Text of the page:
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Print version ISSN 1984-8250
Braz. J. Pharm. Sci. vol.45 no.1 São Paulo Jan./Mar. 2009
Maria Cristina Cocenza UrbanI; Rubiana Mara MainardesII; Maria Palmira Daflon GremiãoI
IDepartamento de Fármacos e Medicamentos, Faculdade de Ciências Farmacêuticas de Araraquara, Universidade Estadual Paulista "Júlio de Mesquita Filho"
IIDepartamento de Farmácia, Universidade Estadual do Centro-Oeste
A simple, rapid, accurate and sensitive method was developed for quantitative analysis of dexamethasone acetate in microemulsions using high performance liquid chromatography (HPLC) with UV detection. The chromatography parameters were stainless steel Lichrospher 100 RP-18 column (250 mm x 4 mm i.d., 5 μm particle size), at 30 ± 2 ºC. The isocratic mobile phase was methanol:water (65:35; v/v) at a flow rate of at 1.0 mL.min-1. The determinations were performed using UV-Vis detector set at 239 nm. Samples were prepared with methanol and the volume injected was 20 μL. The analytical curve was linear (r2 0.9995) over a wide concentration range (2.0-30.0 μg.mL-1). The presence of components of the microemulsion did not interfere in the results of the analysis. The method showed adequate precision, with a relative standard deviation (RSD) smaller than 3%. The accuracy was analyzed by adding a standard drug and good recovery values were obtained for all drug concentrations used. The HPLC method developed in this study showed specificity and selectivity with linearity in the working range and good precision and accuracy, making it very suitable for quantification of dexamethasone in microemulsions. The analytical procedure is reliable and offers advantages in terms of speed and low cost of reagents.
Uniterms: Dexamethasone acetate/determination. Microemulsions/quantitative analysis. High performance liquid chromatography/quantitative analysis. Analytical method/validation.
Um método simples, rápido, preciso e sensível foi desenvolvido para a análise quantitativa de acetato de dexametasona em microemulsões usando cromatografia líquida de alta eficiência (CLAE). Os parâmetros cromatográficos foram: coluna cromatográfica Lichrospher 100 RP-18, (250 mm x 4 mm i.d., 5 μm partícula tamanho), com temperatura de coluna de 30 ± 2 ºC. A fase móvel foi composta de metanol: água (65:35; v/v) com fluxo isocrático de 1 mL.min-1 e volume de injeção de 20 μL. As determinações foram realizadas utilizando detector UV-Vis no comprimento de onda de 239 nm. A curva analítica mostrou-se linear (r2 0,999) em uma ampla faixa de concentração (2,0-30,0 μg.mL-1). A presença de componentes da microemulsão não interferiu nos resultados da análise. O método mostrou precisão adequada, com desvio padrão relativo menor que 3%. A exatidão foi analisada pela adição de padrões do fármaco e valores de recuperação dentro dos limites recomendáveis foram obtidos para todas as concentrações estudadas. O método por CLAE mostrou especificidade e seletividade com linearidade dentro da faixa de concentração utilizada e precisão e exatidão que tornam o método adequado para a análise de dexametasona em microemulsões. O procedimento analítico é fidedigno e oferece vantagens em termos de velocidade e custo de reativos.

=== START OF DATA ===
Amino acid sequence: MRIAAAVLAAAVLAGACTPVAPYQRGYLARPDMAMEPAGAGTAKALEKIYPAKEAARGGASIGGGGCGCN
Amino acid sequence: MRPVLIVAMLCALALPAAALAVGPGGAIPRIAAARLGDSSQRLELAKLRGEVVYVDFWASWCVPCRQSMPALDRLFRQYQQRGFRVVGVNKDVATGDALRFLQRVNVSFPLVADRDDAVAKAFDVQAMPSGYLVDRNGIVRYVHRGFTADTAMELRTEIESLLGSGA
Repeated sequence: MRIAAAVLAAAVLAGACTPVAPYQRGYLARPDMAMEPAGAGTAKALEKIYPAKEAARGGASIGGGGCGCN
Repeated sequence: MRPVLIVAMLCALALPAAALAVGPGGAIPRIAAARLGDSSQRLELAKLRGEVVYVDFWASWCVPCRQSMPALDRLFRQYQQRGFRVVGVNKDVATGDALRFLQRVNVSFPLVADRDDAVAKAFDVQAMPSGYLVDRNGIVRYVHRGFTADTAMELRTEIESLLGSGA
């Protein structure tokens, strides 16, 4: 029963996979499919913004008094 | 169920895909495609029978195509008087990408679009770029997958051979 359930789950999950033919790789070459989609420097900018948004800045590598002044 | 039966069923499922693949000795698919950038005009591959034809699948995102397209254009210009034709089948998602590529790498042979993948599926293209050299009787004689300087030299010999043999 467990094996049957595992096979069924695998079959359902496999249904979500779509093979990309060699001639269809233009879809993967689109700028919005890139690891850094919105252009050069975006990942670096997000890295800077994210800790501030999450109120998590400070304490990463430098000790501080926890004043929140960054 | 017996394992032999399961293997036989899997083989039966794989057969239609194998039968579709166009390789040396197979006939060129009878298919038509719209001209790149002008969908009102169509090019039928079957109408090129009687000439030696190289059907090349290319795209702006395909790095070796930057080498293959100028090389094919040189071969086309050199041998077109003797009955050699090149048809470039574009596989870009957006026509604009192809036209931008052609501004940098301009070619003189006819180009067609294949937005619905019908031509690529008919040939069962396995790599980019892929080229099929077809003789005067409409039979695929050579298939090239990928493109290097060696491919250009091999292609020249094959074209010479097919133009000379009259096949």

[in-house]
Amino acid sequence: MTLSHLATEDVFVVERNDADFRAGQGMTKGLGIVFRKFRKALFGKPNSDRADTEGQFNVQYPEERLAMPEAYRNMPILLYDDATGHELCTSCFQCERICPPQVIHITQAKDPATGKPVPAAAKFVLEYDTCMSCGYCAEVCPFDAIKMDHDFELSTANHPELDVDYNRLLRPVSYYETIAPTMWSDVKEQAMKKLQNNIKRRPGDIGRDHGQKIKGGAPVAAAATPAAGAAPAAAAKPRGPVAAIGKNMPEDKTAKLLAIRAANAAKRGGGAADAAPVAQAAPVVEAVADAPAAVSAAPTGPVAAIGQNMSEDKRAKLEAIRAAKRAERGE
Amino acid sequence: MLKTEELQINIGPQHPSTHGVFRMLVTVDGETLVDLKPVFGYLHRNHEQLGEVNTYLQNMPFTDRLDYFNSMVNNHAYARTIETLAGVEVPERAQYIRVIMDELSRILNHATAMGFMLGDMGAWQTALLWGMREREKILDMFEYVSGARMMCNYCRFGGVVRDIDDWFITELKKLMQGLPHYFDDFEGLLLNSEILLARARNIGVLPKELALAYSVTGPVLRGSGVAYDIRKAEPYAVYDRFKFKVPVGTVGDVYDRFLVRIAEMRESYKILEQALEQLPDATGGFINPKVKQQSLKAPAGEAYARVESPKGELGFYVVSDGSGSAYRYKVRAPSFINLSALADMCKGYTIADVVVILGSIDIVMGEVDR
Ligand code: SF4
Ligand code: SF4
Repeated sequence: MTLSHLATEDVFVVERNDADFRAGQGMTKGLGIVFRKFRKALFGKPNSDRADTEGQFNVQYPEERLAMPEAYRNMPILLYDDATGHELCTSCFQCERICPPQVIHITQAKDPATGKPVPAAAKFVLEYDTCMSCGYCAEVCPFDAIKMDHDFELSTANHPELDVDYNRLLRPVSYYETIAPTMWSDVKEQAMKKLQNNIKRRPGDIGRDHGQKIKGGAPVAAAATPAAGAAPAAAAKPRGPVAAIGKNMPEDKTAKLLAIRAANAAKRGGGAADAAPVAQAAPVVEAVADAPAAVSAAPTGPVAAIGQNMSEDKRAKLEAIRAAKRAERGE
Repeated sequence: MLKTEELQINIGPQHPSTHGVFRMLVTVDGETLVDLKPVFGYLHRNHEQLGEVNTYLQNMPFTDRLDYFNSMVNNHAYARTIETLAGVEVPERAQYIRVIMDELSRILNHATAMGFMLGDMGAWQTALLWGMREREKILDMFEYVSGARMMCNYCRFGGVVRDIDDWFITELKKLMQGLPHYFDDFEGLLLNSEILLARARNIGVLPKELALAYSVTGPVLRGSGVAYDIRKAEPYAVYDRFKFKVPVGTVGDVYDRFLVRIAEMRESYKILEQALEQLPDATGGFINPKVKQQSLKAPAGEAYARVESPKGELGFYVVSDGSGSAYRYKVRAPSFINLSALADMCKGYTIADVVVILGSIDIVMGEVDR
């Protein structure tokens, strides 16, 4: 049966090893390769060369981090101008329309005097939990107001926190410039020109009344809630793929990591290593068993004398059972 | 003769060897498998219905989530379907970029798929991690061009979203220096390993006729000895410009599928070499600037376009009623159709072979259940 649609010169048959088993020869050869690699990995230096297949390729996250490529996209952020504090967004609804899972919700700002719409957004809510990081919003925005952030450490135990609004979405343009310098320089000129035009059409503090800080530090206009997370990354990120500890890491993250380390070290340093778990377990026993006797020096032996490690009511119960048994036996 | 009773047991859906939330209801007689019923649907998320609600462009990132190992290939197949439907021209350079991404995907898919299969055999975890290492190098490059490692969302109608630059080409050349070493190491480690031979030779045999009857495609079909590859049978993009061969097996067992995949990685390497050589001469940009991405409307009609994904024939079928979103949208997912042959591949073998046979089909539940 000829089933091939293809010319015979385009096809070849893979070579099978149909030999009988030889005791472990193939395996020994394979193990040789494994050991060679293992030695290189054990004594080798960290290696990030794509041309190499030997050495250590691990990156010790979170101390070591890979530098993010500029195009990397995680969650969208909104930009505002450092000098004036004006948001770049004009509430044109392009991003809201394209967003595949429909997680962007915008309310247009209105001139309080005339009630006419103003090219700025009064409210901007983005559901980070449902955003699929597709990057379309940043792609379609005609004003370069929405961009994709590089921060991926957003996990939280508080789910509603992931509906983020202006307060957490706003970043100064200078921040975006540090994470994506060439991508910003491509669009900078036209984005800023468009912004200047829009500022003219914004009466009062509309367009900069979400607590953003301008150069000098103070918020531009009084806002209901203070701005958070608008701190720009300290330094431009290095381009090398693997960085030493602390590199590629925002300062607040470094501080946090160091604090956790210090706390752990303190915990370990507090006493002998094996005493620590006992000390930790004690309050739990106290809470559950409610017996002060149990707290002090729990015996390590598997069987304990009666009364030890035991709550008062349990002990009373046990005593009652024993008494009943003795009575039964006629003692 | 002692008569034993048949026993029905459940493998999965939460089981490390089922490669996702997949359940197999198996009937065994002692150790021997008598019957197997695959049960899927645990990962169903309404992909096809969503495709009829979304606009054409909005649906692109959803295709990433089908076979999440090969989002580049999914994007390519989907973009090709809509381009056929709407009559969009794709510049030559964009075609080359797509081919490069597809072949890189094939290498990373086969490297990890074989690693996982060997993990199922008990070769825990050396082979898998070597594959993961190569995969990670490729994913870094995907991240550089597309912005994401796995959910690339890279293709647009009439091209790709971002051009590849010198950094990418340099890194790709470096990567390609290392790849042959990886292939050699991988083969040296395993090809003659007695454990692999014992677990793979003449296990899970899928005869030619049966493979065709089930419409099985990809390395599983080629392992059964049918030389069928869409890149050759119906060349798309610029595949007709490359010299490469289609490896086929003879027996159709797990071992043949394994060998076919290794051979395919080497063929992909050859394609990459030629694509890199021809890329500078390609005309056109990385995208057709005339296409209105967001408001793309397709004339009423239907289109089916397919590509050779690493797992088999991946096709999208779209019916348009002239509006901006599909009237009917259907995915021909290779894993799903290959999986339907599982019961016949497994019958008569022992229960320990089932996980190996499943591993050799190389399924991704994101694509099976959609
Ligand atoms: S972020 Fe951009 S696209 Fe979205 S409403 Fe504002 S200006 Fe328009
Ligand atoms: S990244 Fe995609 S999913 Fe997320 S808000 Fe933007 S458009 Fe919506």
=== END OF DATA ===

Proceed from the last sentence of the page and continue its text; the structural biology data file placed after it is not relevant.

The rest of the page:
Unitermos: Acetato de dexametasona/determinação. Microemulsões/análise quantitativa. Cromatografia líquida de alta eficiência/análise quantitativa. Método de análise/validação.
Since 1948, with the introduction of cortisone and later hydrocortisone (1951), anti-inflammatory steroids have become a prominent pharmacological class. They are currently the drugs of choice for the treatment of several diseases, despite their adverse side effects (Avery, Woolfrey, 1997).
The use of topical steroid preparations represented a major advance in dermatology. Dexamethasone acetate (9-fluoro-11 ß-17,21-trioxy-16α-methylpregna-1,4-diene-3,20-dione 21-acetate monohydrate) is a steroid indicated for the treatment of several pathologies due to its anti-inflammatory and inmunosuppresor effects (Figure 1). This steroid is frequently incorporated in ointments, creams, lotions, aerosols and microemulsions (Gasco et al., 1988; Hashigushi et al., 1997; Vianna et al., 1998; Lehmann et al., 2001).
Microemulsions are isotropic and thermodynamically stable solutions, generally composed of a combination of three to five components: oil, water, surfactant, co-surfactant and active substance (Constantinides, Scalart, 1997). The microemulsions show great potential as drug delivery systems because they can improve the solubility, absorption and therapeutic efficacy of the drug (Formariz et al., 2005).
Surfactants are extensively used to stabilize drug delivery systems. Commonly they are molecules self-assembled in water or in oil, leading to the formation of a well defined microstructure. Even a single surfactant can display a rich variety of structures that depends on several parameters, such as water content and temperature. Nevertheless, these microheterogeneous systems can interfere with drug separation and detection, and an adequate analytical method is needed to analyze the drug carried by these systems.